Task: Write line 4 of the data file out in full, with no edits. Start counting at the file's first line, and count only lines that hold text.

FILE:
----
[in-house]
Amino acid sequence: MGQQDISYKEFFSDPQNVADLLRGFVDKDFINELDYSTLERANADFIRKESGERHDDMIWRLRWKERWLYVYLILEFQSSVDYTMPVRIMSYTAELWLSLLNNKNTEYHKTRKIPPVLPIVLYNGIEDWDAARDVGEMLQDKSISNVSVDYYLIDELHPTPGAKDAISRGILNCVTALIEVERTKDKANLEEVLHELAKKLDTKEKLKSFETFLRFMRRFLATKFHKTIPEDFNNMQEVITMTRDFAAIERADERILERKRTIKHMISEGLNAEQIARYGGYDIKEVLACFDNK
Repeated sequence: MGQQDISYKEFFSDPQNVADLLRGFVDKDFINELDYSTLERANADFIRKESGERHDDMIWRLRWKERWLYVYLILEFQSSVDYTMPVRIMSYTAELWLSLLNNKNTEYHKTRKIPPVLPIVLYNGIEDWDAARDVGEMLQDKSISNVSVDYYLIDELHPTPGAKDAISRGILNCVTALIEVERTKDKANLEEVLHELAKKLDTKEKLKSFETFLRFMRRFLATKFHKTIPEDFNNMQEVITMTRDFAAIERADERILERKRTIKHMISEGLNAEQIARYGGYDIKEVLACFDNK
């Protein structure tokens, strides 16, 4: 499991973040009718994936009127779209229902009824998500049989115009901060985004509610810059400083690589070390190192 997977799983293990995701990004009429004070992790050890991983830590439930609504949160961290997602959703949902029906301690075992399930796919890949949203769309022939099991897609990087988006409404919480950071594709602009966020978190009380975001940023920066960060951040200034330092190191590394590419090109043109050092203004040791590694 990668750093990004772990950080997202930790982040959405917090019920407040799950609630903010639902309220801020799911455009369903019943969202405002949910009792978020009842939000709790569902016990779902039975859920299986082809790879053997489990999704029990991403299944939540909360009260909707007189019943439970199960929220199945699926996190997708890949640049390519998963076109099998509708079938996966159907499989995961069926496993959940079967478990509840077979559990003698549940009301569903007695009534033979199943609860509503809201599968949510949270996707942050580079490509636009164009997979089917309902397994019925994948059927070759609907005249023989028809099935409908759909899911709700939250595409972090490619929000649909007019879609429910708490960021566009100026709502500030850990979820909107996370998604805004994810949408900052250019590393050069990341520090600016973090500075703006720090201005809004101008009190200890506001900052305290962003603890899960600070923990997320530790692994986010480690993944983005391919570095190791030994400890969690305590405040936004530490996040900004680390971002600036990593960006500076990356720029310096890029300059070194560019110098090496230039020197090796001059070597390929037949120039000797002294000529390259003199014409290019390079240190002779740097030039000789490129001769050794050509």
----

């Protein structure tokens, strides 16, 4: 499991973040009718994936009127779209229902009824998500049989115009901060985004509610810059400083690589070390190192 997977799983293990995701990004009429004070992790050890991983830590439930609504949160961290997602959703949902029906301690075992399930796919890949949203769309022939099991897609990087988006409404919480950071594709602009966020978190009380975001940023920066960060951040200034330092190191590394590419090109043109050092203004040791590694 990668750093990004772990950080997202930790982040959405917090019920407040799950609630903010639902309220801020799911455009369903019943969202405002949910009792978020009842939000709790569902016990779902039975859920299986082809790879053997489990999704029990991403299944939540909360009260909707007189019943439970199960929220199945699926996190997708890949640049390519998963076109099998509708079938996966159907499989995961069926496993959940079967478990509840077979559990003698549940009301569903007695009534033979199943609860509503809201599968949510949270996707942050580079490509636009164009997979089917309902397994019925994948059927070759609907005249023989028809099935409908759909899911709700939250595409972090490619929000649909007019879609429910708490960021566009100026709502500030850990979820909107996370998604805004994810949408900052250019590393050069990341520090600016973090500075703006720090201005809004101008009190200890506001900052305290962003603890899960600070923990997320530790692994986010480690993944983005391919570095190791030994400890969690305590405040936004530490996040900004680390971002600036990593960006500076990356720029310096890029300059070194560019110098090496230039020197090796001059070597390929037949120039000797002294000529390259003199014409290019390079240190002779740097030039000789490129001769050794050509």